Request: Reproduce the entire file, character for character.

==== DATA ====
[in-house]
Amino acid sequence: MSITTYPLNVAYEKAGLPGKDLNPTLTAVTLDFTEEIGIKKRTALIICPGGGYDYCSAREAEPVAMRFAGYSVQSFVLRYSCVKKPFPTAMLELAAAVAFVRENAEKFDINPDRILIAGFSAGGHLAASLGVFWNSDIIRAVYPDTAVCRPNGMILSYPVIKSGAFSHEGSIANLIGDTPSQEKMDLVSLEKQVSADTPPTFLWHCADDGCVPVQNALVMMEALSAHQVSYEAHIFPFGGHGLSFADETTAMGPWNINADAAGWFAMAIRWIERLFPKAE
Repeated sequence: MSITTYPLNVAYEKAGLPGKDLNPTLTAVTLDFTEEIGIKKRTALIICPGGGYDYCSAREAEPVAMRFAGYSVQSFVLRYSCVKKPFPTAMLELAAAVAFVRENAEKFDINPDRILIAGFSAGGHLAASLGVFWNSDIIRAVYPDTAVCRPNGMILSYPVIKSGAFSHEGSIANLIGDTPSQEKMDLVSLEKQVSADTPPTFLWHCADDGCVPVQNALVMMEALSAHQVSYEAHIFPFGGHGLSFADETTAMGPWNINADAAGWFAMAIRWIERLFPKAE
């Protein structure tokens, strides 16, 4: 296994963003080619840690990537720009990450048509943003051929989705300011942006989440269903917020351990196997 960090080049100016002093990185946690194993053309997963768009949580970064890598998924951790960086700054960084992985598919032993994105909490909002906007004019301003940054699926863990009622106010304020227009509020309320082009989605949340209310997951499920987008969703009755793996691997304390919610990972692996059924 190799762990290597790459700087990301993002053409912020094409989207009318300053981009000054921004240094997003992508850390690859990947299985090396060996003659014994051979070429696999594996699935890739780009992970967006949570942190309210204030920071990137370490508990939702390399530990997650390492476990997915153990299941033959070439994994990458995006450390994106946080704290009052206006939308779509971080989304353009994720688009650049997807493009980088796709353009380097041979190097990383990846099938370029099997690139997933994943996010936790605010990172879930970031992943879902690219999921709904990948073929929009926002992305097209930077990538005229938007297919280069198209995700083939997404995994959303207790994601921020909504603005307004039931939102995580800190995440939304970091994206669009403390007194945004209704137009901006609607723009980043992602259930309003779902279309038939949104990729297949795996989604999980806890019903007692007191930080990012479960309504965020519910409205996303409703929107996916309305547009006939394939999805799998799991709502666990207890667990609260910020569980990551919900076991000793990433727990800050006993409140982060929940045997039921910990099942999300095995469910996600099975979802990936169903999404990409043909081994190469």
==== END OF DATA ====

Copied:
[in-house]
Amino acid sequence: MSITTYPLNVAYEKAGLPGKDLNPTLTAVTLDFTEEIGIKKRTALIICPGGGYDYCSAREAEPVAMRFAGYSVQSFVLRYSCVKKPFPTAMLELAAAVAFVRENAEKFDINPDRILIAGFSAGGHLAASLGVFWNSDIIRAVYPDTAVCRPNGMILSYPVIKSGAFSHEGSIANLIGDTPSQEKMDLVSLEKQVSADTPPTFLWHCADDGCVPVQNALVMMEALSAHQVSYEAHIFPFGGHGLSFADETTAMGPWNINADAAGWFAMAIRWIERLFPKAE
Repeated sequence: MSITTYPLNVAYEKAGLPGKDLNPTLTAVTLDFTEEIGIKKRTALIICPGGGYDYCSAREAEPVAMRFAGYSVQSFVLRYSCVKKPFPTAMLELAAAVAFVRENAEKFDINPDRILIAGFSAGGHLAASLGVFWNSDIIRAVYPDTAVCRPNGMILSYPVIKSGAFSHEGSIANLIGDTPSQEKMDLVSLEKQVSADTPPTFLWHCADDGCVPVQNALVMMEALSAHQVSYEAHIFPFGGHGLSFADETTAMGPWNINADAAGWFAMAIRWIERLFPKAE
């Protein structure tokens, strides 16, 4: 296994963003080619840690990537720009990450048509943003051929989705300011942006989440269903917020351990196997 960090080049100016002093990185946690194993053309997963768009949580970064890598998924951790960086700054960084992985598919032993994105909490909002906007004019301003940054699926863990009622106010304020227009509020309320082009989605949340209310997951499920987008969703009755793996691997304390919610990972692996059924 190799762990290597790459700087990301993002053409912020094409989207009318300053981009000054921004240094997003992508850390690859990947299985090396060996003659014994051979070429696999594996699935890739780009992970967006949570942190309210204030920071990137370490508990939702390399530990997650390492476990997915153990299941033959070439994994990458995006450390994106946080704290009052206006939308779509971080989304353009994720688009650049997807493009980088796709353009380097041979190097990383990846099938370029099997690139997933994943996010936790605010990172879930970031992943879902690219999921709904990948073929929009926002992305097209930077990538005229938007297919280069198209995700083939997404995994959303207790994601921020909504603005307004039931939102995580800190995440939304970091994206669009403390007194945004209704137009901006609607723009980043992602259930309003779902279309038939949104990729297949795996989604999980806890019903007692007191930080990012479960309504965020519910409205996303409703929107996916309305547009006939394939999805799998799991709502666990207890667990609260910020569980990551919900076991000793990433727990800050006993409140982060929940045997039921910990099942999300095995469910996600099975979802990936169903999404990409043909081994190469």